The point I'm making, through my rambling fogged brain, is that taking high amounts of methyl B12 can mess things up for some of us.

    Much better to test than to screw up your physiology. The impact on my methylation led to liver problems for me, like high enzymes (AST, ALT), inadequate bile production experienced as inability to digest a high fat meal (an omelet with a little cheese and avocado) which previously had been no problem.

    Rich replied

    Hi, Janis.

    Here's a possible explanation for the low bile production:

    Glutathione is used by the liver to produce the fraction of bile that is not associated with bile salts. So if the methylation cycle is overdriven to the point that the flow down the transsulfuration pathway goes very low, as appears to be what happened in your case, then the glutathione production will drop, and lower bile volume would be one consequence of that. High liver enzymes could reflect high oxidative stress in the liver cells, also a consequence of lowering glutathione.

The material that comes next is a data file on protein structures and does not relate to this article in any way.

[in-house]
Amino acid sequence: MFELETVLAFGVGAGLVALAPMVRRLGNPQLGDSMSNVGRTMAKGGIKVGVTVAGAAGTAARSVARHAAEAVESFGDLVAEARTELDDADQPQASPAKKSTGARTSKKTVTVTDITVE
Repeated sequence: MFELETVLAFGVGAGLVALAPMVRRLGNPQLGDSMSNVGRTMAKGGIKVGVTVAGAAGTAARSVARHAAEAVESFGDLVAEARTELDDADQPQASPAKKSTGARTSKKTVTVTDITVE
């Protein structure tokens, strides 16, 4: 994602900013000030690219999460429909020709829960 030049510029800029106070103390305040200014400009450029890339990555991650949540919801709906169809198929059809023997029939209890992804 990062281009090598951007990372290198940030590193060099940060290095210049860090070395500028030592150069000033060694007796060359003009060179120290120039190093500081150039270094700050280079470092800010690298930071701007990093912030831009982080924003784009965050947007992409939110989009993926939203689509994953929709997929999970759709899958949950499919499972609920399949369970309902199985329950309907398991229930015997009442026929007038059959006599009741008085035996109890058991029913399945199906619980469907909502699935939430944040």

Rich


    This seems to be what is happening to me when my dose of folate and / or mB12 gets too high - for me. I am fine at lower doses but as soon as it gets too high I start getting heartburn and other gallbladder issues. This time I was alert enough to stop before symptoms got unpleasant, and it seems I will have to stick to the 400mcg folate and 5mg mB12 for now. In me the high doses definitely cause the gallbladder problems - I never had them before (and I have been B12 deficient for a long time) and I don't have them at low doses.